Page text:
Building a Community: The Key to Success in B2C Marketplaces
In our early years, we overextended ourselves. Instead of having my VA do all of the list building, I should have given her the promotion. In order to increase demand, I once embarked on a sizable targeted scraping effort with the big vision to send semi-personalized (at scale) email drips. I only used two or three of those lists in the end. It takes a lot of effort to correctly do outreach at scale, so when you’re balancing operations management, content creation, and a day job, it’s usually the first item to be cut from your “to-do” list. Anything carried out on a large scale has the potential to damage your brand if done incorrectly.
Our most effective marketing tactic was doing things that didn’t scale, like developing 1:1 relations with the mentors and mentees. Our supply consisted of badass growth marketers that genuinely wanted to assist individuals in growing, unlike other B2C 2-sided marketplaces like Airbnb where the supply side is just regular folks looking to earn some extra money. Many of them have extensive networks and are well-established in the startup environment. So for us, taking use of their networks was sort of a no-brainer. Instead of building a “marketplace,” we wanted to build a community.
We first established two exclusive Facebook groups: one for the mentors and one for the mentees. It ended up being a fantastic venue where we could discuss our progress, get advice from really clever development people, and network with other members.
The Power of Free Mentoring
We provided the option for mentors to set their rate to zero in December 2018. It would operate as a catalyst to increase platform engagement, according to our premise. It succeeded. Growth mentors have no trouble providing a few hours per month of free mentoring to bootstrapped firms since they genuinely liked assisting. This fully eliminated the obstacles that mentees had in reaching their “aha” moment, resulting in a rise of sessions booked and a subsequent development of reviews and social proof.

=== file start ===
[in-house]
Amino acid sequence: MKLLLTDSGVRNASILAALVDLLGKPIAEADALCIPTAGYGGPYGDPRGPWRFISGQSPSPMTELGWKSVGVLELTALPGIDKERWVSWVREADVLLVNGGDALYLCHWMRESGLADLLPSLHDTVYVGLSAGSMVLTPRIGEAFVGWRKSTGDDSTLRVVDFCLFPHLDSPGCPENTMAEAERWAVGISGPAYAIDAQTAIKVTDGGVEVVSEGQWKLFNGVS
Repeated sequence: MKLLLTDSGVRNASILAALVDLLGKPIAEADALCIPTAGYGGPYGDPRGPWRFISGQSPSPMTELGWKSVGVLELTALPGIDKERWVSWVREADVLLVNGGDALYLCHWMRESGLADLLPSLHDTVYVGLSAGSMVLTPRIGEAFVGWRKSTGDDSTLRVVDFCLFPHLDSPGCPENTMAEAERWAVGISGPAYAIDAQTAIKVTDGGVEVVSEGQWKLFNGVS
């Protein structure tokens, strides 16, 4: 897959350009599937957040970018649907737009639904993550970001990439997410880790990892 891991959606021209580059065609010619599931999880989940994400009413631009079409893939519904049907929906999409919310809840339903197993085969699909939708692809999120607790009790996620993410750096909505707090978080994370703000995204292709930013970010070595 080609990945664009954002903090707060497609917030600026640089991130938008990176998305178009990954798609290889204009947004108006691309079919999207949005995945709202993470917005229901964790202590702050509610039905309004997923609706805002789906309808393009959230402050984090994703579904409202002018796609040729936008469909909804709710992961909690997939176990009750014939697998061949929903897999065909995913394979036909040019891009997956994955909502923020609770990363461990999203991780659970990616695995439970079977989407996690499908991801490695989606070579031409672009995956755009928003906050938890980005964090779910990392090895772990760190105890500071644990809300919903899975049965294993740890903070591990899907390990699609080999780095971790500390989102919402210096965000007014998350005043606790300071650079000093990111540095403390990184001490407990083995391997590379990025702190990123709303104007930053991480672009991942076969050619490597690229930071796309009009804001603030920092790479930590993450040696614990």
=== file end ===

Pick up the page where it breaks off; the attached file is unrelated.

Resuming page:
Since the price was $0, we didn’t profit from the surge in consumption. However, in those early stages before traction, maximizing for learning and obtaining early adopter social proof is more crucial than creating a rapid profit. Consider how we can now use that social proof in our marketing to broaden our audience and improve conversion rates. Exactly what we did was that!
After two months, we reached the milestone of +500 booked sessions and felt it was time to start making money. We made the decision to erect a paywall for the platform that costs $99 per year. All early users received free lifetime membership. Now, we want to offer memberships to raise money so we can keep developing our product.
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How Peer-to-Peer Approach Can Help You Master Difficult Topics
Finding a means to inform founders and marketers that there is a whole new approach that they may learn difficult material is the largest hurdle. That is the peer-to-peer approach. For instance, yesterday I was unable to for the life of me figure out how to set up Google Tag Manager’s cross domain tracking correctly. So I hopped on a 15-minute Skype session with development mentor and analytics expert Max Corbeau. On a Skype screenshare, he guided me through it, and in three minutes, my issue was resolved.
Without him, I would have probably hired a freelancer to repair it, missing the chance to gain new knowledge. Successful/busy individuals don’t have time to take hours-long online courses and read endless blog entries. Either they possess the necessary skills or they pay someone to perform the task for them. It wouldn’t be wise to spend their time. My biggest issue in the field of product marketing thus far has been conveying clearly that there is a middle ground alternative, but we’re getting there!
The largest problem with the chicken-or-egg problem, in my opinion, is demand side acquisition. Simple tasks like posting to Facebook groups and forums and yelling on LinkedIn sufficed for the first month. But once you’ve consumed the low-hanging fruit, you’ll need to up your game and pick a weapon. Outbound? Inbound? PPC? Referral? I used to think, “I’ll just do them all!” but, oh my my, it does not work when you’re a team of two people working this alongside another full-time job!
Growth experiment planning, execution, and results monitoring are all very simple tasks, but for me, the hardest part is dealing with the temptation to make changes in response to the findings. You may go in a million different directions, but as the growth lead, you must make the difficult decisions. Controlling my FOMO is the toughest challenge I have. There will always be that pesky little voice in the back of your brain telling you that by not doing the “new cool thing,” you’re missing out on great chances. That voice is just spouting trash 99 percent of the time. Neglect it.